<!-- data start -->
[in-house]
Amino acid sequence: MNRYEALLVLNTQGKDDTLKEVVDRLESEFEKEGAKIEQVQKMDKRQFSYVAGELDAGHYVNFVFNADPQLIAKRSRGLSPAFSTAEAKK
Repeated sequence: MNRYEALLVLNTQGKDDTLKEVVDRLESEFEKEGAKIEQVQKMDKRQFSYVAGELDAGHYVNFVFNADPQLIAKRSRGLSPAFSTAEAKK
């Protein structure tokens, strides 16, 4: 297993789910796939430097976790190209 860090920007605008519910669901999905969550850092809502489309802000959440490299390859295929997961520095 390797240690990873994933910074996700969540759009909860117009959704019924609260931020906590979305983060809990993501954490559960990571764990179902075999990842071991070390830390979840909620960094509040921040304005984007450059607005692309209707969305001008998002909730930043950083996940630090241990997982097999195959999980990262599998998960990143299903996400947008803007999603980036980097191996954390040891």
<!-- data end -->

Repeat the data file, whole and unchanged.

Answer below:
[in-house]
Amino acid sequence: MNRYEALLVLNTQGKDDTLKEVVDRLESEFEKEGAKIEQVQKMDKRQFSYVAGELDAGHYVNFVFNADPQLIAKRSRGLSPAFSTAEAKK
Repeated sequence: MNRYEALLVLNTQGKDDTLKEVVDRLESEFEKEGAKIEQVQKMDKRQFSYVAGELDAGHYVNFVFNADPQLIAKRSRGLSPAFSTAEAKK
């Protein structure tokens, strides 16, 4: 297993789910796939430097976790190209 860090920007605008519910669901999905969550850092809502489309802000959440490299390859295929997961520095 390797240690990873994933910074996700969540759009909860117009959704019924609260931020906590979305983060809990993501954490559960990571764990179902075999990842071991070390830390979840909620960094509040921040304005984007450059607005692309209707969305001008998002909730930043950083996940630090241990997982097999195959999980990262599998998960990143299903996400947008803007999603980036980097191996954390040891």